There are various ways to render the past in order to understand what has happened and why. Some historians favor a scrutiny of political and military leadership, and so regale their readers with accounts of decisive elections won, wars fought victoriously or to no successful outcome, all told with constant emphasis on geography or chronology: the familiar dates and places that are the stuff of history lessons in countless schools. No wonder, then, so many of us who think about the United States recall our presidents and generals, the laws and policies, the struggles they proposed; and yet all too often we overlook the cultural and moral assumptions that informed their lives, not to mention those of the citizens they addressed or commanded. Even intellectual historians can be similarly abstract, detached from the ordinary thinking of peopleall too taken, instead, with formulations, theories, paradigms entertained by ideologues of one kind or another.
In contrast, James W. Fraser, who teaches history at Northeastern University in Boston, wants us to think of America through the spiritual yearnings and concerns, if not outright worries and fears, of its diverse people. We know that those who crossed the ocean to settle in North America did so, commonly, for religious reasons. But soon enough we are invited in courses of study to forget Pascal’s "reasons of the heart" in favor of close attention to this presidency, or that burst of westward expansion. As a result, the country’s secular life is narrated and explored, while the deeply felt church-going loyalties of its people are not given the importance that is their due. The way people think about what matters (and most especially, what matters in the rearing and the education of their children) is ignored.
Here, then, is a nation caught, as this book’s title tells us, "between church and state"between a history of insistent secularism (worked into the Constitution itself) and a history of spirited and complex religious strivingwith no small amount of competitive struggle among the various factions, sects that eye one another worriedly. Under such circumstances, the schools have inevitably been places of struggle and strife as well as assimilationhence the discontent some parents have felt as they turn over their sons and daughters to teachers who offer instruction in reading and writing and arithmetic, but also say things, or propose discussions, whose cumulative impact becomes apparent well beyond school buildings. "I can tell my boy is picking up ideas from his lessons and what those teachers say," a Georgia mother once told me, not because she was concerned about the acquaintance her son was making with Charles Darwin and his strikingly suggestive interpretations of human history, but because of what she termed "an attitude." When I explored this matter and asked what she meant by that word, I heard this terse summary of a deeply felt hurt on both her part and her husband’s: "The principal and a teacher or two, they put on airs, and they see what we don’t have (the education they’ve got), but they don’t give us credit for being able to figure things out, just like they dowe’re all creatures under God, I want to let them know sometimes when they act big and important!"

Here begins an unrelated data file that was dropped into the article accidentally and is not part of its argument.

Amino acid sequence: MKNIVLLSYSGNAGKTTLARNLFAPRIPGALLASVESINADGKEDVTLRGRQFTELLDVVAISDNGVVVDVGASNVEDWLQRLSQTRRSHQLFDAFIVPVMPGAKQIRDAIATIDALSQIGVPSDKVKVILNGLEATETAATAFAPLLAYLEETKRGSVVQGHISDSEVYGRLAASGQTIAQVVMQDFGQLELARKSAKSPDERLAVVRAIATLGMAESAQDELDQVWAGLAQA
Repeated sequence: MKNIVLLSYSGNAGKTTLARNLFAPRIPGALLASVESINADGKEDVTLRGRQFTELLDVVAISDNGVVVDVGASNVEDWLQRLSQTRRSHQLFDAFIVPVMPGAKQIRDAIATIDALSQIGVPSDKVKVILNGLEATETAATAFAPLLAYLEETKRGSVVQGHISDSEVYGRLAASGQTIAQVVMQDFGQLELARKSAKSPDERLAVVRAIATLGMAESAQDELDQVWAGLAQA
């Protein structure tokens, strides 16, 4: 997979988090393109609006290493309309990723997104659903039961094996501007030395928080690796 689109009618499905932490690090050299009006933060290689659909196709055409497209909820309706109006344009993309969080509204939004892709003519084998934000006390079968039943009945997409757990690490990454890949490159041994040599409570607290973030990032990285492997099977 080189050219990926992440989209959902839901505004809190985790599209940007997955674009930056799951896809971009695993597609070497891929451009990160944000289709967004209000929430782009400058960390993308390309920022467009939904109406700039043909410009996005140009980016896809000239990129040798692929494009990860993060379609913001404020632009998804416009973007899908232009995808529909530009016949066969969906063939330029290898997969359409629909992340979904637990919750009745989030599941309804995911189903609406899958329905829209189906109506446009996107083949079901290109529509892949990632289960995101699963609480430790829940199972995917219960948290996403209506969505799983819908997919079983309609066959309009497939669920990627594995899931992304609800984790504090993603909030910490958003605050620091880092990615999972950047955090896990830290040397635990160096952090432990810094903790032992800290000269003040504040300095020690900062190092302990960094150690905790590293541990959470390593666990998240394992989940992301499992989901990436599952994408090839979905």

It is too easy for some of us, hearing such comments, to brush them asideas this book’s author well knows. In a searching discussion of "textbook controversies," of evolution as it has prompted fear and disdain, Fraser is at pains to account for both sides of the "culture wars" that threaten various communities. Referring to a West Virginia educational (and spiritual) confrontation, he observes that "the issue in this case was not evolution but anger over texts that included profanity and that seemed to reflect an elite and sophisticated cosmopolitan world view out of keeping with the rugged individualism and fundamentalist religion of many of the county’s parents." He describes "an ugly divide" between those parents and the county school authorities. Indeed, he reminds us that such misunderstandings (if not outright hostility) are by no means rare across America todayand he won’t let the reader settle for a singular dismissal of narrow ignorance, or hateful suspiciousness, as they have, for sure, been asserted in connection with tensions between certain parents and the schools their children attend:
There are few better ways to fuel the increasing evils of fear and censorship than an imperious insistence on the rights of experts to decide without attending to local sensitivities and the concernsreligious or otherwiseof parents and other citizens. Arrogance on the part of an intellectual elite is one of the surest ways of building anti-intellectual movements.
So it has gone, this book keeps reminding us: Time and again, public education is a scene of young advancement (so much learning gained) but also of alarm, anger, shame (and therefore, the appeal of alternative schools, often church-connected and responsive to the beliefs and sentiments of particular families).